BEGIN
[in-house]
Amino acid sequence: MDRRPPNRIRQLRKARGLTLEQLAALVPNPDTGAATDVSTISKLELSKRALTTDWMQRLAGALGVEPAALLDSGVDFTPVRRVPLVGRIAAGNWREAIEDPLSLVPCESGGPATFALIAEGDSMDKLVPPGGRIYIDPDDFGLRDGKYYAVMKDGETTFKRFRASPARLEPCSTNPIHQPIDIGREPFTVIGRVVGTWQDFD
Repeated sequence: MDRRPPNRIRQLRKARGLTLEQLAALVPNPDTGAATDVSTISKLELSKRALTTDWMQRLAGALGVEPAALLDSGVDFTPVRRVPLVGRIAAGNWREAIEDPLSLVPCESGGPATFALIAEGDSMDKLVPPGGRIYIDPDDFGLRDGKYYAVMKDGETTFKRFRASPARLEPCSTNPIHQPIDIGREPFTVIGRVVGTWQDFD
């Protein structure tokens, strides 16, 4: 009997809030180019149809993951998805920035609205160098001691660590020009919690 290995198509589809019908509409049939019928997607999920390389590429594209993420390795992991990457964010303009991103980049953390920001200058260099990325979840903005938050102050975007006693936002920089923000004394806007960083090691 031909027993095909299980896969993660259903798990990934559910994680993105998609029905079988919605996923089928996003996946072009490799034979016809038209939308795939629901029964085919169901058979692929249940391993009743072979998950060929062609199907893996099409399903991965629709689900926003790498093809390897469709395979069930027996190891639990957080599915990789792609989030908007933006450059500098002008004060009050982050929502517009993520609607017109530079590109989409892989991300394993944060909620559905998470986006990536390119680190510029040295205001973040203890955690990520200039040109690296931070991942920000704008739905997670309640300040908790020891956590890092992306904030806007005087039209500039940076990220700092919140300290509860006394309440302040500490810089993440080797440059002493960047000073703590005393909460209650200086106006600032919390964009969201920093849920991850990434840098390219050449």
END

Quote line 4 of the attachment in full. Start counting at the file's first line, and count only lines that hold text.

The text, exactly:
């Protein structure tokens, strides 16, 4: 009997809030180019149809993951998805920035609205160098001691660590020009919690 290995198509589809019908509409049939019928997607999920390389590429594209993420390795992991990457964010303009991103980049953390920001200058260099990325979840903005938050102050975007006693936002920089923000004394806007960083090691 031909027993095909299980896969993660259903798990990934559910994680993105998609029905079988919605996923089928996003996946072009490799034979016809038209939308795939629901029964085919169901058979692929249940391993009743072979998950060929062609199907893996099409399903991965629709689900926003790498093809390897469709395979069930027996190891639990957080599915990789792609989030908007933006450059500098002008004060009050982050929502517009993520609607017109530079590109989409892989991300394993944060909620559905998470986006990536390119680190510029040295205001973040203890955690990520200039040109690296931070991942920000704008739905997670309640300040908790020891956590890092992306904030806007005087039209500039940076990220700092919140300290509860006394309440302040500490810089993440080797440059002493960047000073703590005393909460209650200086106006600032919390964009969201920093849920991850990434840098390219050449």